Fortified to Thrive

Hydration Catalysts

Jul 1, 2003
Outside Magazine

THE CLAIM: Ever since Gatorade turned University of Florida football into the comeback brigade in 1967, athletes have reaped the benefits of water with a little something extra. Now, pretty much every sports drink claims it will improve your performance by replacing essential electrolytes. The latest versions—enhanced waters like Propel—are marketed with claims that they hydrate with fewer calories.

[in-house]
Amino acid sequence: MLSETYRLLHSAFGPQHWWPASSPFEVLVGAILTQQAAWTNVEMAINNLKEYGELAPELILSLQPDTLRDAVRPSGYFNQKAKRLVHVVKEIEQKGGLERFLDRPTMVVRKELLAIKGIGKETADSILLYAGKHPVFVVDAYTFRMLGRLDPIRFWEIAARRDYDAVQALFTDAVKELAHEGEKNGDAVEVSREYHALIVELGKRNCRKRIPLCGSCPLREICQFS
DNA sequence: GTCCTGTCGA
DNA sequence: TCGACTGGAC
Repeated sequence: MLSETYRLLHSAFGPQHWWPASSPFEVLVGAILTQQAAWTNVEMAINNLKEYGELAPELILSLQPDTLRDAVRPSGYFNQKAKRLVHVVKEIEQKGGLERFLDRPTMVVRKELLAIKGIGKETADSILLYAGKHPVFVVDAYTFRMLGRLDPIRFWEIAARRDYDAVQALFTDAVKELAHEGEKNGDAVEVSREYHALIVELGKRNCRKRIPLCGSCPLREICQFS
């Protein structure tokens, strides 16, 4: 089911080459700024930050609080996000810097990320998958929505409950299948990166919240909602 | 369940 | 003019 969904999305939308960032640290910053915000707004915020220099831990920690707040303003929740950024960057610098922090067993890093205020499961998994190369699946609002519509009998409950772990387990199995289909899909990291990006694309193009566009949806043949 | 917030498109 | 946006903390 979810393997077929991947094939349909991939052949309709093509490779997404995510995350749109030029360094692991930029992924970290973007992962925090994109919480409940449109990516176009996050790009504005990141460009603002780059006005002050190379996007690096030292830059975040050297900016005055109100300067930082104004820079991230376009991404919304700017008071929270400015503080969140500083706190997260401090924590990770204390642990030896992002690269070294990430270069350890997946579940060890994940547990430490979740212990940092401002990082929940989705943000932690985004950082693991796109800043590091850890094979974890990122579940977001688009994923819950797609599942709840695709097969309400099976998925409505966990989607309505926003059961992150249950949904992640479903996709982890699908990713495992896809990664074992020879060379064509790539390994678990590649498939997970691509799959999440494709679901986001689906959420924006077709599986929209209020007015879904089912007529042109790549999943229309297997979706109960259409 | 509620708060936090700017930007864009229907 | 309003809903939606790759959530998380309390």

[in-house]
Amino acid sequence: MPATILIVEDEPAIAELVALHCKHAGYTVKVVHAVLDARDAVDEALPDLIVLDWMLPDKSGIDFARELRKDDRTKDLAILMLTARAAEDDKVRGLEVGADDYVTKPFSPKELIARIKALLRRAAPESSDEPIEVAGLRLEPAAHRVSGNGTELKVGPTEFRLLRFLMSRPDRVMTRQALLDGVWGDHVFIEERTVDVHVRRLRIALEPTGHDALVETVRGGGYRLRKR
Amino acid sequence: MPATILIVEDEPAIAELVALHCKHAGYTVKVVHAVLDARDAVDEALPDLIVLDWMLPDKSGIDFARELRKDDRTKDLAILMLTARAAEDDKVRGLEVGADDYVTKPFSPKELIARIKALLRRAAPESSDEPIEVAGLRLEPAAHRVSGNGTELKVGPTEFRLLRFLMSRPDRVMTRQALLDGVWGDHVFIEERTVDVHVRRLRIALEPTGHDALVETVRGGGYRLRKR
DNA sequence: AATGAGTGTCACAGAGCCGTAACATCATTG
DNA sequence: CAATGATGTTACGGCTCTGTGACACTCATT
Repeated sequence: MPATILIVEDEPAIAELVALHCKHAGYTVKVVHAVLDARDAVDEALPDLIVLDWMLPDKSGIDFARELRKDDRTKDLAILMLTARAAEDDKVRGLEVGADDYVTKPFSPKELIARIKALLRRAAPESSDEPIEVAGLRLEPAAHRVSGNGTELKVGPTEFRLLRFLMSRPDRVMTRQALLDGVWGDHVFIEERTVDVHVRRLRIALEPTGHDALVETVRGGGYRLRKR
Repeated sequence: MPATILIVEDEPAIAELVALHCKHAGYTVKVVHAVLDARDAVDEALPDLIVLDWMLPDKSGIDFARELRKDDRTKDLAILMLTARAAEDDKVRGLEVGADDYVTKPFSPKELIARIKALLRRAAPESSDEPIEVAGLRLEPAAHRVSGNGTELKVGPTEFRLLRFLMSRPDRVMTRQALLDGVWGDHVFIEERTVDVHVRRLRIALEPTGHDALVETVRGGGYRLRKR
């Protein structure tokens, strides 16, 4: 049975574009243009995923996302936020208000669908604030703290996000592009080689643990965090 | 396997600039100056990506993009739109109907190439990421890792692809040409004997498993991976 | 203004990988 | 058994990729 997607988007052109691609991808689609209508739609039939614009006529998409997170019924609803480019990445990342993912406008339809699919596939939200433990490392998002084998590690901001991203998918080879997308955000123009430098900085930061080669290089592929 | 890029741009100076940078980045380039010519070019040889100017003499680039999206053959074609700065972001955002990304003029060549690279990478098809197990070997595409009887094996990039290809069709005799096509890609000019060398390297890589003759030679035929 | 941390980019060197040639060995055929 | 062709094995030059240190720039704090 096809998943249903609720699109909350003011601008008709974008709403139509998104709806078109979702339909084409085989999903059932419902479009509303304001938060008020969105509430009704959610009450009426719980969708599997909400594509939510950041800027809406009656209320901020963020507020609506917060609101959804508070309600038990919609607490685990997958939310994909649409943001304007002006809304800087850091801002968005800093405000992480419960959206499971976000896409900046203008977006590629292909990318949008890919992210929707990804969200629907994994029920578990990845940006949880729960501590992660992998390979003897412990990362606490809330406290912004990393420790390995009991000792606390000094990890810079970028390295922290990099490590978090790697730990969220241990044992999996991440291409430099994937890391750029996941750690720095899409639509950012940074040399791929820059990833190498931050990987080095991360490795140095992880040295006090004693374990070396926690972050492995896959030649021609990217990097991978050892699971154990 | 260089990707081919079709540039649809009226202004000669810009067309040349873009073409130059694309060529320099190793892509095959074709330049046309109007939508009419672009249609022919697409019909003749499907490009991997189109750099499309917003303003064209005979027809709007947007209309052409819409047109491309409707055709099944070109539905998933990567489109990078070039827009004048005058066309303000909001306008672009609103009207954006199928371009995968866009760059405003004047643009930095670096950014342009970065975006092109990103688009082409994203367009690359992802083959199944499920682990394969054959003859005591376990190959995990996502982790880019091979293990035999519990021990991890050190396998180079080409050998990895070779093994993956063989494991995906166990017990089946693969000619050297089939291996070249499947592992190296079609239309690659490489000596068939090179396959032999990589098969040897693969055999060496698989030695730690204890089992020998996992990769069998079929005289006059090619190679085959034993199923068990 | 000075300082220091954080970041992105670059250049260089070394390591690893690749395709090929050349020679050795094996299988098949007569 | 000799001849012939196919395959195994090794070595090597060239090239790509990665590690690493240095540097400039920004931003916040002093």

THE TRUTH: It's well-known that sweaty exercise flushes both water and sodium from your system, so to rehydrate, you require more than just H20. "You need to replace your lost minerals with something that contains minerals," says Wollschlaeger. "They help your cells work efficiently to keep your body going." Sodium and potassium also help you retain water, slowing down the dehydration process. Finally, to ensure that you get your fill of fluids, especially during workout sessions that end before your thirst kicks in, these liquids rely on their sweet taste to keep you drinking. But do yourself a favor and skip any product containing more than 9 percent carbohydrates. Levels that high actually hinder digestion and hydration before and during exercise.

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